"We are wondering how long sustained growth will last? Are there any new growth engines? Will SMS be replaced by another service?"
Some analysts believe the continuing falls in voice communications fees in China are also tarnishing SMS' attractiveness.
Despite the expected slowdown in growth, SMS will not be replaced in the short term by other services as the largest revenue generator in the wireless value-added service market, said Xu Yu, a researcher with the Chinese Academy of Telecommunications Research.
The SMS market continues to offers much potential while service operators need to make more efforts to tap into customers' needs, the researcher said.
"Besides chatting, making friends, guessing games, news alerts and information inquiries via SMS, the personalized services targeting different user groups in the SMS innovation should be a new direction," she said.
Both Lu and Wang said so-called "SMS novels" might be a big hit in the SMS market.
The service enables mobile phone users to read a novel by receiving an "episode" in a SMS message every day, costing about 0.3 yuan (3.6 US cents) each.
That may sound crazy in other countries. But the service is catching on in China.
Lu attributed the craze to China's unique cultural background.
The success of SMS, for example, is largely a result of it cheapness and the Chinese people's general shyness compared to westerners' forwardness.
And many Chinese people like forwarding funny SMS messages to their friends.
"A lot of writers have already started working on 'SMS novels' which are gaining increasing popularity," he said.
Wang said if mobile phone users can select plots and/or endings or even participate in writing the novels, the SMS market will receive an additional boost.
Operators and service providers can also profit from the information services based on SMS provided by insurers, security firms, banks, airlines, and shopping malls, Wang noted.
But companies have an even longer term goal in marketing SMS in the corporate sphere.
The joint SMS centre, called MOBNIC (Mobile Network Information Centre), jointly launched on January 18 by China Mobile, China Unicom, the China Mobile Communication Association and other service providers would enable users to visit corporations' "SMS-based websites."
Users can send a specific number, or code, via an SMS message, to access the "SMS website" of a business in order to enjoy interactive information services.
For example, if a reader wants to get some information such as the introduction to and circulation of a newspaper, he or she can send the name of the newspaper or a code to MOBNIC.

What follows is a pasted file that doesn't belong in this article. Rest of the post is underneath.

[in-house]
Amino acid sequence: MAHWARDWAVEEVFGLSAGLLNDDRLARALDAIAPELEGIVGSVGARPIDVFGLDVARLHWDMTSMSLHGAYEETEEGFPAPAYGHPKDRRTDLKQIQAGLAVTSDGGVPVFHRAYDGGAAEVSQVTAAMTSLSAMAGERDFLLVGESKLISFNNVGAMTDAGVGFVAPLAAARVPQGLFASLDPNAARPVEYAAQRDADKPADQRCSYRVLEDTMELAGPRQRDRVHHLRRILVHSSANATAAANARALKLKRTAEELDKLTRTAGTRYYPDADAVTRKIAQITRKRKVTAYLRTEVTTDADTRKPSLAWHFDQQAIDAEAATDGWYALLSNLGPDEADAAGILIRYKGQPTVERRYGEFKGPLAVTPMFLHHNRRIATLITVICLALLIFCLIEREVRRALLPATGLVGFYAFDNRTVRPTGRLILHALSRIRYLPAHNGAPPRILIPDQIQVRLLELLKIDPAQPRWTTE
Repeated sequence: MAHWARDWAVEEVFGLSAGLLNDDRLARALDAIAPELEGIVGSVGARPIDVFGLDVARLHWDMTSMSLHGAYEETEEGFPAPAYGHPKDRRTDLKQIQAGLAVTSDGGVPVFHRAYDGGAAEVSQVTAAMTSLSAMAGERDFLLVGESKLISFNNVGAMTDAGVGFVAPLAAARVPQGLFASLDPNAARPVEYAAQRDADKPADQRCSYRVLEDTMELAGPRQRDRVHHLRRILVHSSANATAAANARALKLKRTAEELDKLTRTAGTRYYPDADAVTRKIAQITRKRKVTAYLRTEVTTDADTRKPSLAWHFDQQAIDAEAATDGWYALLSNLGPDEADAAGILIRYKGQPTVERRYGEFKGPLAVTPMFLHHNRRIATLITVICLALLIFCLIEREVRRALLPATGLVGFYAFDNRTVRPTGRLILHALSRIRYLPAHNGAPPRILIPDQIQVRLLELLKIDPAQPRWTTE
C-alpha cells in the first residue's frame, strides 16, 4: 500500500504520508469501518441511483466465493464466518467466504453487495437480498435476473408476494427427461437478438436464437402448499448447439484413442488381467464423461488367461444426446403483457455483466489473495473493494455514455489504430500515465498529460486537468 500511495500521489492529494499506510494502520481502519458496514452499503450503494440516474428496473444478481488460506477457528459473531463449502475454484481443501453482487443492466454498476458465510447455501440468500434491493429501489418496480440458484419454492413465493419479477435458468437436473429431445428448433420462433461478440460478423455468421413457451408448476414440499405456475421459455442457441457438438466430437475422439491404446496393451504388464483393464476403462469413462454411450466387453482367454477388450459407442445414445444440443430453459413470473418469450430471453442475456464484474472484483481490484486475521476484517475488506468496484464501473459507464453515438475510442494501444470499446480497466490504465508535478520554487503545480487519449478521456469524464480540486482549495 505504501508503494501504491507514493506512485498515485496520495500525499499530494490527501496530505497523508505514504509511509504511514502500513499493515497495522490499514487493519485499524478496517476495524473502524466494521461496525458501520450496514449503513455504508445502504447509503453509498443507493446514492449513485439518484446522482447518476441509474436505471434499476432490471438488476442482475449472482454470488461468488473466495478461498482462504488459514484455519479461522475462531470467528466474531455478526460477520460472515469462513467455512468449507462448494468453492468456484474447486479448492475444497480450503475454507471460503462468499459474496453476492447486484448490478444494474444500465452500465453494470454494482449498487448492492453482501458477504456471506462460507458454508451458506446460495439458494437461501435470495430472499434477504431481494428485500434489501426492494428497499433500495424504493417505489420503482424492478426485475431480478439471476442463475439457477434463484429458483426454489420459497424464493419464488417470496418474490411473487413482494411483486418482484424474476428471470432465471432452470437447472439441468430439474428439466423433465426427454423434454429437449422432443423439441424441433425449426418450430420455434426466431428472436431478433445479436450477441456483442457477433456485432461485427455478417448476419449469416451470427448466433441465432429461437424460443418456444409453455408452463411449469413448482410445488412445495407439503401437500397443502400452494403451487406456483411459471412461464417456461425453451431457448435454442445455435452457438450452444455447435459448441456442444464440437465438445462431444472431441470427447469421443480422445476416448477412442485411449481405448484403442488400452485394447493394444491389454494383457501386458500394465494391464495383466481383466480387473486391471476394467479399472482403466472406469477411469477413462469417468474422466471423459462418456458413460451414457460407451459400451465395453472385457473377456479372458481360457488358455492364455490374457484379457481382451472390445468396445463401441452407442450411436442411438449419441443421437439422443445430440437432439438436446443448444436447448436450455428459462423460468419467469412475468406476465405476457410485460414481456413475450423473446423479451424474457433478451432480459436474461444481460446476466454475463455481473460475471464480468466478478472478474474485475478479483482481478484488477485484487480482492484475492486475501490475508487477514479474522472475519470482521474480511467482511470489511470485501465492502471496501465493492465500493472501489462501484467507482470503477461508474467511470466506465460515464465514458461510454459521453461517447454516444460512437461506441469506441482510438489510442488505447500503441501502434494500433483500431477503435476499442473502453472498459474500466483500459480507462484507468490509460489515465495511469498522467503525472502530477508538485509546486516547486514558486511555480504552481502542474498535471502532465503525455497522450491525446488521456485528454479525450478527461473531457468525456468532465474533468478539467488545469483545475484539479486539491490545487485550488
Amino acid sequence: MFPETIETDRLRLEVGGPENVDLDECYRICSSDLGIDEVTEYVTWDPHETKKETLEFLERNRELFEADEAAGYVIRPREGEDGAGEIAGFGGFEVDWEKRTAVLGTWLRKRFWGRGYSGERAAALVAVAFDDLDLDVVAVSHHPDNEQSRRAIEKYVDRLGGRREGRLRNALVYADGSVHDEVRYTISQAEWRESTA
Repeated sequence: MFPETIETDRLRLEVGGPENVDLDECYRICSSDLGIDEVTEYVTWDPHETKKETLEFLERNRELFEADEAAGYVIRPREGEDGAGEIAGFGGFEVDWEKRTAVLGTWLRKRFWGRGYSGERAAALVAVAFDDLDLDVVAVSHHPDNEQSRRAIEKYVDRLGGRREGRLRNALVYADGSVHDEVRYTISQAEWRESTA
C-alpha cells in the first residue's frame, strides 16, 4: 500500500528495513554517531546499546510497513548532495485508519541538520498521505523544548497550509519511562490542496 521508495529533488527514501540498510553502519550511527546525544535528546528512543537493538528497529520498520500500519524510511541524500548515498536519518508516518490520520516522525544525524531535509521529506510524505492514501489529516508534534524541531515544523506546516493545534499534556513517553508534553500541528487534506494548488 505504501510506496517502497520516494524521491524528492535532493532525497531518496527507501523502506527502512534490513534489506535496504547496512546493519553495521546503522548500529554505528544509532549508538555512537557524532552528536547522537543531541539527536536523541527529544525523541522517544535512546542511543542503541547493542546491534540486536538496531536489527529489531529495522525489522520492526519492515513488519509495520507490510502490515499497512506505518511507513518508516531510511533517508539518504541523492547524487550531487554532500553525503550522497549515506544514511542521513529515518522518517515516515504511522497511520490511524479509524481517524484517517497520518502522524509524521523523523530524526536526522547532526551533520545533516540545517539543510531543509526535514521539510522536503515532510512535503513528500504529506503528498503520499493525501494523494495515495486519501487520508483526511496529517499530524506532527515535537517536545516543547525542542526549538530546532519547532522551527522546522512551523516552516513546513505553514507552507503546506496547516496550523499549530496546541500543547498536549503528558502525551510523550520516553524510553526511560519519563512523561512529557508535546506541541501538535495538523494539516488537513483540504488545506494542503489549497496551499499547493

The reader will then receive an automatic response which offers multiple choices to access classified information such as an introduction and circulation.
The reader can choose to get the information he or she wants, which will be displayed on the mobile phones' screens.
Organizers of the SMS centre said it will offer businesses, especially small and medium-sized enterprises (SMEs) with tight budgets, the chance to market their services to customers.
A number of companies have reportedly started registering the domains of their "SMS websites," which could be their "addresses" in the mobile Internet.
China Unicom officials even billed the launch of the centre as a revolution in the mobile Internet.
Jiang Lintao, chief engineer at the Chinese Academy of Telecommunications Research, forecast the number of registered SMS websites will exceed 1 million within three years.
"Its business prospects are quite good," he said.
"We expect the service to help generate about 10 billion yuan (US$1.21 billion) annually for operators and service providers in the wireless value-added services such as SMS, MMS (multimedia messaging service) and WAP (wireless application protocol)."
Both China Mobile and China Unicom have pledged full support to the SMS business centre.
The new service offering may also give a boost to the take-up of so-called m-commerce, business transactions over mobile phones.
According to a recent study by US-based Telecom Trends International, the global number of mobile commerce users will grow to 1.67 billion in 2008 compared to 94.9 million in 2003.
Revenues generated from mobile commerce are forecast to exceed US$554.37 billion in 2008 from US$6.86 billion in 2003.